With support from WRUS grant funders, Bruce and Mary Ellen Valliant of Raymond James Financial Services in Chestertown, Aull dedicated a small portion of a Raymond James grant to CES to underwrite half of the cost of the Corsica buoy. The remainder was funded through the Maryland State Department of Education and the CES.
Through Maryland Department Environment permitting processes and fabrication delays, the school and College eagerly awaited delivery of the buoy. Within days of its completion, Levin welcomed WRUS students and teachers, Jij Duffey and her husband Stoney, Bruce Valliant, and Myron Richardson, representing the Corsica River Conservancy, on board the Callinectes, one of Washington College’s two research vessels. The 15-foot BOB lay centered on the aft deck, clearly the focal point of the gathering.
A short ride down the Chester, a left turn into the Corsica, and the Callinectes arrived at the buoy’s position, about a mile-and-a-half downstream of Centreville wharf. Three men and an anchored tether carefully guided the BOB, now bearing the WRUS logo, into its new location, prompting applause from all on board. Within minutes, Levin, who was eagerly watching his mobile device, announced, “We have data,” and another round of cheers erupted.
“We are so happy to be a part of the plan to take collaborative learning between higher learning institutions and colleges and the Wye River sciences program,” says Mary Ellen Valliant.
“This buoy is a critical part of a growing network of buoys, improving our understanding of the glorious Chester River,” says John Seidel, director of the CES. “CES and Washington College are delighted to partner with Wye River Upper School and the Valliants. This is a win for the kids, a win for the environment, and a win for all of the rest of us.”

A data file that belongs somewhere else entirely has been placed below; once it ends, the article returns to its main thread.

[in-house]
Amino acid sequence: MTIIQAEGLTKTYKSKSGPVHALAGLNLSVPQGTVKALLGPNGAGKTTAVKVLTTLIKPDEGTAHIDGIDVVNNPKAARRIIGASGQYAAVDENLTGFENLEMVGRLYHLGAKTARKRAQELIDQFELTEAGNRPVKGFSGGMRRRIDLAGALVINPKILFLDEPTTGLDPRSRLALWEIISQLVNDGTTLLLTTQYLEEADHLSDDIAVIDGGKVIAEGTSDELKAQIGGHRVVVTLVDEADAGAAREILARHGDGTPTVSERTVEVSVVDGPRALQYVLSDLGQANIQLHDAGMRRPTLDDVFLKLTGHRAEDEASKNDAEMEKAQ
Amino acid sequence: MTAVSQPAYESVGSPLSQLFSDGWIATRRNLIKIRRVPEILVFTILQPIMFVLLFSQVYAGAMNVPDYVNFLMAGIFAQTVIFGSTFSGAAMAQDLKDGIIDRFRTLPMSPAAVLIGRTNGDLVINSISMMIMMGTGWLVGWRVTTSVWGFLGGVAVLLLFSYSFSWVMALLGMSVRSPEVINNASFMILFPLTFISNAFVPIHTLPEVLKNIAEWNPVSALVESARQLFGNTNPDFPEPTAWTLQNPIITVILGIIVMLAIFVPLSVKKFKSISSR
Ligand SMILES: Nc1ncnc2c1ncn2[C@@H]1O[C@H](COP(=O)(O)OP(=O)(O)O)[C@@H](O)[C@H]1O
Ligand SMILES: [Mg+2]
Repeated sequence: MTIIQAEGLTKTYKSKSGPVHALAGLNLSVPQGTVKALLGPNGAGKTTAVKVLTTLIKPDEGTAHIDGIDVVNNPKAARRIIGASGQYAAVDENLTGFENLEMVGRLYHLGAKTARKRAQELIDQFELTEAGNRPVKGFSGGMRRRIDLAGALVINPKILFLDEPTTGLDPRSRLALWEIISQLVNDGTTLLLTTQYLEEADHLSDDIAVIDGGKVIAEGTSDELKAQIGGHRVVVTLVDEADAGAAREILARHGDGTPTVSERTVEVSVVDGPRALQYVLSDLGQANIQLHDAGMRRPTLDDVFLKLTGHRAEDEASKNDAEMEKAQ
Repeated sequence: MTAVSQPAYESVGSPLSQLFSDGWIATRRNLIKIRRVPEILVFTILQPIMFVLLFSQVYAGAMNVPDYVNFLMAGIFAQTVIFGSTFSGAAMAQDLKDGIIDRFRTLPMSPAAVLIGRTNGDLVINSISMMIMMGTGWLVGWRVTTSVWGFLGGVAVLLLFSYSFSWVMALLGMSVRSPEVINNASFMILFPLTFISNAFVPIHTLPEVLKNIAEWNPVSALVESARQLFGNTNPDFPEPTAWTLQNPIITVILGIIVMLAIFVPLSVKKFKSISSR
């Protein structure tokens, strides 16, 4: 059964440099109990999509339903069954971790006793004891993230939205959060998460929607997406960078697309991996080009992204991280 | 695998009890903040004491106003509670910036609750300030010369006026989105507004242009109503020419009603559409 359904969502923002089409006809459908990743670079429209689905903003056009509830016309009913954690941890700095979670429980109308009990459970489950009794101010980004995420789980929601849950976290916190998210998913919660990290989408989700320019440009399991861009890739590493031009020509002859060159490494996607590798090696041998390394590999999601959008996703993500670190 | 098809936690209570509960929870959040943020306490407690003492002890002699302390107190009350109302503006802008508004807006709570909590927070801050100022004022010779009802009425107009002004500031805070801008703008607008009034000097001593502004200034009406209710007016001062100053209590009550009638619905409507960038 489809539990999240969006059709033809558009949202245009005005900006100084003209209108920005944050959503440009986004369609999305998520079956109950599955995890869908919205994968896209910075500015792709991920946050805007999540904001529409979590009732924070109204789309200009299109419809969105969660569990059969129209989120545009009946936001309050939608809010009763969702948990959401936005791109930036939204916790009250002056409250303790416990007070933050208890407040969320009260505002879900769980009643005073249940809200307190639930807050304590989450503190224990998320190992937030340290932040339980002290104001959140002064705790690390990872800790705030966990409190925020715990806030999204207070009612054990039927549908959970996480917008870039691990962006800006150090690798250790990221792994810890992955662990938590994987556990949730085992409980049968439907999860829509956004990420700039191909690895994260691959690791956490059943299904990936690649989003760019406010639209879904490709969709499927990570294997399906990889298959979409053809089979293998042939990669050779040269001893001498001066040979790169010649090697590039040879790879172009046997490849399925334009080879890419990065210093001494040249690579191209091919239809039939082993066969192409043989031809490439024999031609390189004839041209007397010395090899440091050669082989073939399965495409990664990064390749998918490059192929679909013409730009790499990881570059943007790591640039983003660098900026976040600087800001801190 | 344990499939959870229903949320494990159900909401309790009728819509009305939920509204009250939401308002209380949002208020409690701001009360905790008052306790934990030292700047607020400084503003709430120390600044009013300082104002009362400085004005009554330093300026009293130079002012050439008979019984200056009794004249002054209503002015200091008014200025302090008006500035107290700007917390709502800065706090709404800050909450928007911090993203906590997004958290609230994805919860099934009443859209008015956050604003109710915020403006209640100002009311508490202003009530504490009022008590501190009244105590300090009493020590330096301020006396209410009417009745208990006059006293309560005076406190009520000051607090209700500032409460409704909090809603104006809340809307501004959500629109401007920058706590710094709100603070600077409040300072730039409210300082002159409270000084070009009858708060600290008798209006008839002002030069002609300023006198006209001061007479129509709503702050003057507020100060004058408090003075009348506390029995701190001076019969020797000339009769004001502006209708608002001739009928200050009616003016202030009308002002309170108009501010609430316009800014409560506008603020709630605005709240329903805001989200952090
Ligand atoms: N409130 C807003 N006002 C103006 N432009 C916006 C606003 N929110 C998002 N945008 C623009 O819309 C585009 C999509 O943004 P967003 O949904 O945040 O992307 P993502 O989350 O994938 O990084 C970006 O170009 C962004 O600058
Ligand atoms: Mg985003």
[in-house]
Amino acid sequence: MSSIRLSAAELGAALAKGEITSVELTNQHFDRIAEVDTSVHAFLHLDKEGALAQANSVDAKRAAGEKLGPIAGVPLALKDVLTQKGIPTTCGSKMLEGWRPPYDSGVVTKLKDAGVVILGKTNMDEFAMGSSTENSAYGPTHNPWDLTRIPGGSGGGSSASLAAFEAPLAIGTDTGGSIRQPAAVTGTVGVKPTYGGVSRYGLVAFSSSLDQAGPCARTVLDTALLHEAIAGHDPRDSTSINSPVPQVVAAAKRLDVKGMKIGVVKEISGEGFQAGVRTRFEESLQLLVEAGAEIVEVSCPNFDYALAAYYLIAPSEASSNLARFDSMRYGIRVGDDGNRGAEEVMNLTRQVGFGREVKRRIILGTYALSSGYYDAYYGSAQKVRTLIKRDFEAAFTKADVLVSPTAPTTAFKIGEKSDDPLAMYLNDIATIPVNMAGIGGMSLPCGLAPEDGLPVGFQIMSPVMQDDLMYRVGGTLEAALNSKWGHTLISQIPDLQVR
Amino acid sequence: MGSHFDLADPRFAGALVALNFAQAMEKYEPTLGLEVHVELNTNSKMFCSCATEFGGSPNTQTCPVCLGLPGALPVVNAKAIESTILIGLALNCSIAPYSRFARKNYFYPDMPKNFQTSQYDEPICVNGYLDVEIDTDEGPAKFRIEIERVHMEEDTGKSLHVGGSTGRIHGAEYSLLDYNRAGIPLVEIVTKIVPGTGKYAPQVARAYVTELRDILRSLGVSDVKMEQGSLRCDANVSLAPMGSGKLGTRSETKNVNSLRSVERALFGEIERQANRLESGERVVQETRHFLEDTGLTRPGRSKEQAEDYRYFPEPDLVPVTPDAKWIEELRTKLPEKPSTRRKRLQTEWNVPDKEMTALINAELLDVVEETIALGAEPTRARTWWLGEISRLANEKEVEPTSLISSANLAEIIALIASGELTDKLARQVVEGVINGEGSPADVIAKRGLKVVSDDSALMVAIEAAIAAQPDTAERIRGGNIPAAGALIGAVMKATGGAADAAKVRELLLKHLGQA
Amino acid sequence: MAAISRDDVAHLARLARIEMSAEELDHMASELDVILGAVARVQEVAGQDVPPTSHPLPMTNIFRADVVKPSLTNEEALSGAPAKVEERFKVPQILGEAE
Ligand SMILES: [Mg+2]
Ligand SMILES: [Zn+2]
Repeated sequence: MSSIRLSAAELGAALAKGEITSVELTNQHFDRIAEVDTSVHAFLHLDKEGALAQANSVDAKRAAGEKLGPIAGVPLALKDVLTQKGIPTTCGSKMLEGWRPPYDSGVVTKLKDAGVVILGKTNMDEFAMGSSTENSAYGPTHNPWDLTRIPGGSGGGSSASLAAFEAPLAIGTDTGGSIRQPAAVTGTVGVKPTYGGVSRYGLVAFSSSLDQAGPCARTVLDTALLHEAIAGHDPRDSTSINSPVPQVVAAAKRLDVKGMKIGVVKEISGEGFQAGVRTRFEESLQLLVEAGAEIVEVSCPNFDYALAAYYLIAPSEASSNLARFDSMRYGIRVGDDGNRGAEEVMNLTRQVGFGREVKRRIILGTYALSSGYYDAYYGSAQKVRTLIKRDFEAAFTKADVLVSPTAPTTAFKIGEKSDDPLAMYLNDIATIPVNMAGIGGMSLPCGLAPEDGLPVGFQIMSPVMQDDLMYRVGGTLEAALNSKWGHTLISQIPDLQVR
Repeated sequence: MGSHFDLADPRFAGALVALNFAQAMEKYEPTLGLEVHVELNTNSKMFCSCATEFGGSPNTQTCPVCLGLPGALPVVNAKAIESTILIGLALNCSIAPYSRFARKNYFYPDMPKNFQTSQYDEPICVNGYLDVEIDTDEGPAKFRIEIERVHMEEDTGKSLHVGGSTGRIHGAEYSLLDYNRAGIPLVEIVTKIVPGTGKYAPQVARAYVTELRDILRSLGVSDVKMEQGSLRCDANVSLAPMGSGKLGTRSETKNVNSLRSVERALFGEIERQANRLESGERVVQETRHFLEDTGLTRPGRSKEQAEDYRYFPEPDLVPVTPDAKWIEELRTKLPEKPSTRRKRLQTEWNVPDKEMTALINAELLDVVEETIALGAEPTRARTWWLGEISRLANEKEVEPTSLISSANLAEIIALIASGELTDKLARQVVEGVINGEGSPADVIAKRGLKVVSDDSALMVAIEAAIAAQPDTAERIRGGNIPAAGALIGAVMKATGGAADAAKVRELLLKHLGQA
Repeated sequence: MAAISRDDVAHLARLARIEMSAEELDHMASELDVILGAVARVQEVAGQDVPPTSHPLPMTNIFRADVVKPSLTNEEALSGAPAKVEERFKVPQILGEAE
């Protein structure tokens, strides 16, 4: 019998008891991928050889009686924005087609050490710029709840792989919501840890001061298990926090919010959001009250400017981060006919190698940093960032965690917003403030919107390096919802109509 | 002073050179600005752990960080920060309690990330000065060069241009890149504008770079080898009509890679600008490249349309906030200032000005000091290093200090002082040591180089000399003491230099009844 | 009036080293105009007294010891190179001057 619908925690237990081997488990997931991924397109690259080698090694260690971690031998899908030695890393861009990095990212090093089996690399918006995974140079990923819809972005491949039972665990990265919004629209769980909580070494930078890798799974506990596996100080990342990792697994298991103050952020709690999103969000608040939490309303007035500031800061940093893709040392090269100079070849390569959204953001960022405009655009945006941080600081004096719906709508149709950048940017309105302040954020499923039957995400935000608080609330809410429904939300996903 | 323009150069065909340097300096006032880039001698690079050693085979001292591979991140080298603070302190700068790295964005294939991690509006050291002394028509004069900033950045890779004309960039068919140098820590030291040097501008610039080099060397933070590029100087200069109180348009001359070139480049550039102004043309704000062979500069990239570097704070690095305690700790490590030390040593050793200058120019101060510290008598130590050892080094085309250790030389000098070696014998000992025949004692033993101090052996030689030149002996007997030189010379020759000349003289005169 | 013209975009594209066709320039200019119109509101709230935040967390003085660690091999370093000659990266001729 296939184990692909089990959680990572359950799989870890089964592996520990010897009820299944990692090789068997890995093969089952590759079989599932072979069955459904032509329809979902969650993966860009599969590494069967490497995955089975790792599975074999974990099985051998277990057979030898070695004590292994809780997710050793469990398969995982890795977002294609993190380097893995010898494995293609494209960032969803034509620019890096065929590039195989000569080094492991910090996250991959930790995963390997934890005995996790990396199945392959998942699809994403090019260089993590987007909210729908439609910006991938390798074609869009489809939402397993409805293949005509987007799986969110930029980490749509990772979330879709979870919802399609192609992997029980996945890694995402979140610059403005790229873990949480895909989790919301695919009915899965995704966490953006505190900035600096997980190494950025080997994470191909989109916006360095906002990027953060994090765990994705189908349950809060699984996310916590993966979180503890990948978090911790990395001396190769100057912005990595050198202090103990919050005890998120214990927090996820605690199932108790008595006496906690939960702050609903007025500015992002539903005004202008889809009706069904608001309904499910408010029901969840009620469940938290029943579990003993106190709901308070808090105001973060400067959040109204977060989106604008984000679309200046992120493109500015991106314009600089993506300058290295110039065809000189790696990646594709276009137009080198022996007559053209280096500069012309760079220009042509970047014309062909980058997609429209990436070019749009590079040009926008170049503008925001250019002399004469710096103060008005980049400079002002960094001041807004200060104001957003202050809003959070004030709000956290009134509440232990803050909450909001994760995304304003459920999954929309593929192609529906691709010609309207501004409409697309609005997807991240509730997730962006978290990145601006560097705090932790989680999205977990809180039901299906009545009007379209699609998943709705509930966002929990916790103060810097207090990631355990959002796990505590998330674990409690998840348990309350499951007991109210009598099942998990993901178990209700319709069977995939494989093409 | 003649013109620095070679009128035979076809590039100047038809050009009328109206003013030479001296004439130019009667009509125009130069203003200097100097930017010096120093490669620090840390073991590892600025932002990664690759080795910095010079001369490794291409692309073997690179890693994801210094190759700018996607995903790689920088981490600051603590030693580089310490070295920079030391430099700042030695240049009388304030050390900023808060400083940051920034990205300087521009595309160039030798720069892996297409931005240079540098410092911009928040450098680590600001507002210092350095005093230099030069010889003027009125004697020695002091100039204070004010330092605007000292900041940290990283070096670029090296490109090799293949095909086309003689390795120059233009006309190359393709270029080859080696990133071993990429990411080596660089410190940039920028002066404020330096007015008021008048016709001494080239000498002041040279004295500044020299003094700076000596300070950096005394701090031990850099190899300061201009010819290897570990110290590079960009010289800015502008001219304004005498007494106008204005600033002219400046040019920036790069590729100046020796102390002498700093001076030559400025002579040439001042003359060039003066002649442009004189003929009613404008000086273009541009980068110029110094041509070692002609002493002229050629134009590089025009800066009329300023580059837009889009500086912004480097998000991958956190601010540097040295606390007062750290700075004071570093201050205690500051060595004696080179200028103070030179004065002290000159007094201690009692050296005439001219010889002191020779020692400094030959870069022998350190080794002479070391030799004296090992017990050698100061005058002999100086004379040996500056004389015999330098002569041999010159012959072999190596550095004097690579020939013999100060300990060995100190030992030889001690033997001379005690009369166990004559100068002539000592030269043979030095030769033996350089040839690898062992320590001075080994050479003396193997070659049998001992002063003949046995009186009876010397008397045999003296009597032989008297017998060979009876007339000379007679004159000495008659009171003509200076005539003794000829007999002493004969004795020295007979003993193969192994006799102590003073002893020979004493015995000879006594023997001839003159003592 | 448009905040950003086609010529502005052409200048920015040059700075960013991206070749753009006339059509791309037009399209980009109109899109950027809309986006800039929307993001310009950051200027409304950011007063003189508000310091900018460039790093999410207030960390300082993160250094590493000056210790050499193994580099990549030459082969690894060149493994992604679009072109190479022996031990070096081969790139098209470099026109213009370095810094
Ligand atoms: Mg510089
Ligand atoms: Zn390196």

When the CRWO is complete, it will support a series of buoys, monitoring stations, research vessels, and autonomous craft that will record a wealth of data about the river, from its headwaters to its mouth at the Chesapeake Bay, several times a day, every day. Coupled with monitoring of variables such as weather events, fish migrations, and land-based factors including agricultural and urban water management practices, the data will be accessible to schools, citizens, agencies, organizations, and scientists through a publicly accessible website developed in partnership with the Mid-Atlantic Regional Association Coastal Ocean Observation System (MARACOOS). In the coming year, monitors will be installed in public areas of at least 10 local schools that will show the changing conditions of the water throughout the day on “buoy TV.”
Founded in 2002, WRUS is an independent high school serving bright, college-bound students with learning differences. With enrolled students and staff from east and west of the Chesapeake, the Bay and its estuaries strike a common chord with the entire WRUS community.
Created in 1999, Washington College’s Center for Environment & Society promotes interdisciplinary learning, research, and exemplary stewardship of natural and cultural resources. Its primary objective is to support the integration of ecological and social values.